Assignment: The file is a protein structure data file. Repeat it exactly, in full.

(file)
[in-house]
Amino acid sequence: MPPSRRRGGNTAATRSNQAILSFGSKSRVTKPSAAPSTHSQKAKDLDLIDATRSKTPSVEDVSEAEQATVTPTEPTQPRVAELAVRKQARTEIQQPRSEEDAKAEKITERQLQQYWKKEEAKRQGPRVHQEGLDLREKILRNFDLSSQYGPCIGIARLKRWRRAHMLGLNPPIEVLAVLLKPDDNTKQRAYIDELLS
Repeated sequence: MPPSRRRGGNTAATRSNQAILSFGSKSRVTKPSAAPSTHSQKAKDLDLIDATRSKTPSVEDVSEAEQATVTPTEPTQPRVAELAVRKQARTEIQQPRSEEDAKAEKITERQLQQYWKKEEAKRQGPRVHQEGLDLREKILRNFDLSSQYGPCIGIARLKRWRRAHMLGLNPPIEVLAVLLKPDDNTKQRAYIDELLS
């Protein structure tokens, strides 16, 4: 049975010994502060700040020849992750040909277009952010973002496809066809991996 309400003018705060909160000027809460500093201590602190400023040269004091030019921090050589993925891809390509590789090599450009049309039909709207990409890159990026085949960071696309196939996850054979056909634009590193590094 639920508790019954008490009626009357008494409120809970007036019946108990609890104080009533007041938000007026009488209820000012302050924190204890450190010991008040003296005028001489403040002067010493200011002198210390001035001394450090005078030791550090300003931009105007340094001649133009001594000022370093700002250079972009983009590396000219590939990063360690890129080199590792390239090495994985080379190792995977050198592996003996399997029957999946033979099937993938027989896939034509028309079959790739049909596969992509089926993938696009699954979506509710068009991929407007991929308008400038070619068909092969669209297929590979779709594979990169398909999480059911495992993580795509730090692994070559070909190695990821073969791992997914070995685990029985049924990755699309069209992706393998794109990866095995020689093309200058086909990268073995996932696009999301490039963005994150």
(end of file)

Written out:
[in-house]
Amino acid sequence: MPPSRRRGGNTAATRSNQAILSFGSKSRVTKPSAAPSTHSQKAKDLDLIDATRSKTPSVEDVSEAEQATVTPTEPTQPRVAELAVRKQARTEIQQPRSEEDAKAEKITERQLQQYWKKEEAKRQGPRVHQEGLDLREKILRNFDLSSQYGPCIGIARLKRWRRAHMLGLNPPIEVLAVLLKPDDNTKQRAYIDELLS
Repeated sequence: MPPSRRRGGNTAATRSNQAILSFGSKSRVTKPSAAPSTHSQKAKDLDLIDATRSKTPSVEDVSEAEQATVTPTEPTQPRVAELAVRKQARTEIQQPRSEEDAKAEKITERQLQQYWKKEEAKRQGPRVHQEGLDLREKILRNFDLSSQYGPCIGIARLKRWRRAHMLGLNPPIEVLAVLLKPDDNTKQRAYIDELLS
């Protein structure tokens, strides 16, 4: 049975010994502060700040020849992750040909277009952010973002496809066809991996 309400003018705060909160000027809460500093201590602190400023040269004091030019921090050589993925891809390509590789090599450009049309039909709207990409890159990026085949960071696309196939996850054979056909634009590193590094 639920508790019954008490009626009357008494409120809970007036019946108990609890104080009533007041938000007026009488209820000012302050924190204890450190010991008040003296005028001489403040002067010493200011002198210390001035001394450090005078030791550090300003931009105007340094001649133009001594000022370093700002250079972009983009590396000219590939990063360690890129080199590792390239090495994985080379190792995977050198592996003996399997029957999946033979099937993938027989896939034509028309079959790739049909596969992509089926993938696009699954979506509710068009991929407007991929308008400038070619068909092969669209297929590979779709594979990169398909999480059911495992993580795509730090692994070559070909190695990821073969791992997914070995685990029985049924990755699309069209992706393998794109990866095995020689093309200058086909990268073995996932696009999301490039963005994150």